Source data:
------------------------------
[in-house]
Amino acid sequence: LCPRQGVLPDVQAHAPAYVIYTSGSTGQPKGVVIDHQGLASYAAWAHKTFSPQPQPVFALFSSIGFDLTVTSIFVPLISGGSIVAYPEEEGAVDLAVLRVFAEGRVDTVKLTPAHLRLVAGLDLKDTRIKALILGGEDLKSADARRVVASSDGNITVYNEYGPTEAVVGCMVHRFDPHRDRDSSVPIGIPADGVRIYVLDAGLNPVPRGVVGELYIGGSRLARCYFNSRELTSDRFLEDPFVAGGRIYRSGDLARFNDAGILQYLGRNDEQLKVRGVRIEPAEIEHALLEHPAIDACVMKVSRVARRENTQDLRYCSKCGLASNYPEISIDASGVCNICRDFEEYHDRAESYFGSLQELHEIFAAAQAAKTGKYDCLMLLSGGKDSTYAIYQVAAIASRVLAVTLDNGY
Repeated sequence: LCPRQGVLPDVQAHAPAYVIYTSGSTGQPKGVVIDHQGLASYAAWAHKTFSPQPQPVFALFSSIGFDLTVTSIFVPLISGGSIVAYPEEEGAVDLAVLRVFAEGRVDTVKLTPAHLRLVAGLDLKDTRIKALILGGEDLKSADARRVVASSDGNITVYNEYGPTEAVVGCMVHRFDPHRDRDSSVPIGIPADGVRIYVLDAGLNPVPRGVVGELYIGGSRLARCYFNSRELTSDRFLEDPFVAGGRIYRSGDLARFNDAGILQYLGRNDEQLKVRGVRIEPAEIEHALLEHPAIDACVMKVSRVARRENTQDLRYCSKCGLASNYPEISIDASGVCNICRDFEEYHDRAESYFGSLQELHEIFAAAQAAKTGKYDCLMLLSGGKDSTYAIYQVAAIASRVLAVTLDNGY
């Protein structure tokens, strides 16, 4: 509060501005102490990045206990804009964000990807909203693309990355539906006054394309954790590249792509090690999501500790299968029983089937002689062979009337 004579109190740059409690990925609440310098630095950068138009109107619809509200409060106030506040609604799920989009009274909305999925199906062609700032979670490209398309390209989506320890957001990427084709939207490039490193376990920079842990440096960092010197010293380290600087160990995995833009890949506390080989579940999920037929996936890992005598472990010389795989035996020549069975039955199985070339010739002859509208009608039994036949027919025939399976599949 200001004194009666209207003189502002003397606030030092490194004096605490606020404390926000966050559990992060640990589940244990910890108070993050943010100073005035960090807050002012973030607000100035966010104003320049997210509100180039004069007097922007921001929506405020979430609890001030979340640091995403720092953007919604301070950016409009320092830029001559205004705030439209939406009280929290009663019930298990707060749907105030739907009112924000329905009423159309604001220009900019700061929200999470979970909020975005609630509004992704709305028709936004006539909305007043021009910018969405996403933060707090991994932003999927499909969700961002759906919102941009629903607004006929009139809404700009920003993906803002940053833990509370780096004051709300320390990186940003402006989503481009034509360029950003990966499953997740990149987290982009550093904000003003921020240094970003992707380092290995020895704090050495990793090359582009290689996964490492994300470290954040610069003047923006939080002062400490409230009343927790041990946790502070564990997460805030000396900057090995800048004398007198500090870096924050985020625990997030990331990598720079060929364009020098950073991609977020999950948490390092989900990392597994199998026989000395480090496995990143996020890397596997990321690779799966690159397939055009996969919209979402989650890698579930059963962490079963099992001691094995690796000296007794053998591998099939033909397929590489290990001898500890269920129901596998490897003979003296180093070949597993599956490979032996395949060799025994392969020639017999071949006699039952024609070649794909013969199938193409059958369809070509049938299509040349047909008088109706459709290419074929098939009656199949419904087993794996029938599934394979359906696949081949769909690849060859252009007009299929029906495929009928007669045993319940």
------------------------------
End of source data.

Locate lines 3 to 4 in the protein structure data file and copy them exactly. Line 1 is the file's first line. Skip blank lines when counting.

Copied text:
Repeated sequence: LCPRQGVLPDVQAHAPAYVIYTSGSTGQPKGVVIDHQGLASYAAWAHKTFSPQPQPVFALFSSIGFDLTVTSIFVPLISGGSIVAYPEEEGAVDLAVLRVFAEGRVDTVKLTPAHLRLVAGLDLKDTRIKALILGGEDLKSADARRVVASSDGNITVYNEYGPTEAVVGCMVHRFDPHRDRDSSVPIGIPADGVRIYVLDAGLNPVPRGVVGELYIGGSRLARCYFNSRELTSDRFLEDPFVAGGRIYRSGDLARFNDAGILQYLGRNDEQLKVRGVRIEPAEIEHALLEHPAIDACVMKVSRVARRENTQDLRYCSKCGLASNYPEISIDASGVCNICRDFEEYHDRAESYFGSLQELHEIFAAAQAAKTGKYDCLMLLSGGKDSTYAIYQVAAIASRVLAVTLDNGY
């Protein structure tokens, strides 16, 4: 509060501005102490990045206990804009964000990807909203693309990355539906006054394309954790590249792509090690999501500790299968029983089937002689062979009337 004579109190740059409690990925609440310098630095950068138009109107619809509200409060106030506040609604799920989009009274909305999925199906062609700032979670490209398309390209989506320890957001990427084709939207490039490193376990920079842990440096960092010197010293380290600087160990995995833009890949506390080989579940999920037929996936890992005598472990010389795989035996020549069975039955199985070339010739002859509208009608039994036949027919025939399976599949 200001004194009666209207003189502002003397606030030092490194004096605490606020404390926000966050559990992060640990589940244990910890108070993050943010100073005035960090807050002012973030607000100035966010104003320049997210509100180039004069007097922007921001929506405020979430609890001030979340640091995403720092953007919604301070950016409009320092830029001559205004705030439209939406009280929290009663019930298990707060749907105030739907009112924000329905009423159309604001220009900019700061929200999470979970909020975005609630509004992704709305028709936004006539909305007043021009910018969405996403933060707090991994932003999927499909969700961002759906919102941009629903607004006929009139809404700009920003993906803002940053833990509370780096004051709300320390990186940003402006989503481009034509360029950003990966499953997740990149987290982009550093904000003003921020240094970003992707380092290995020895704090050495990793090359582009290689996964490492994300470290954040610069003047923006939080002062400490409230009343927790041990946790502070564990997460805030000396900057090995800048004398007198500090870096924050985020625990997030990331990598720079060929364009020098950073991609977020999950948490390092989900990392597994199998026989000395480090496995990143996020890397596997990321690779799966690159397939055009996969919209979402989650890698579930059963962490079963099992001691094995690796000296007794053998591998099939033909397929590489290990001898500890269920129901596998490897003979003296180093070949597993599956490979032996395949060799025994392969020639017999071949006699039952024609070649794909013969199938193409059958369809070509049938299509040349047909008088109706459709290419074929098939009656199949419904087993794996029938599934394979359906696949081949769909690849060859252009007009299929029906495929009928007669045993319940």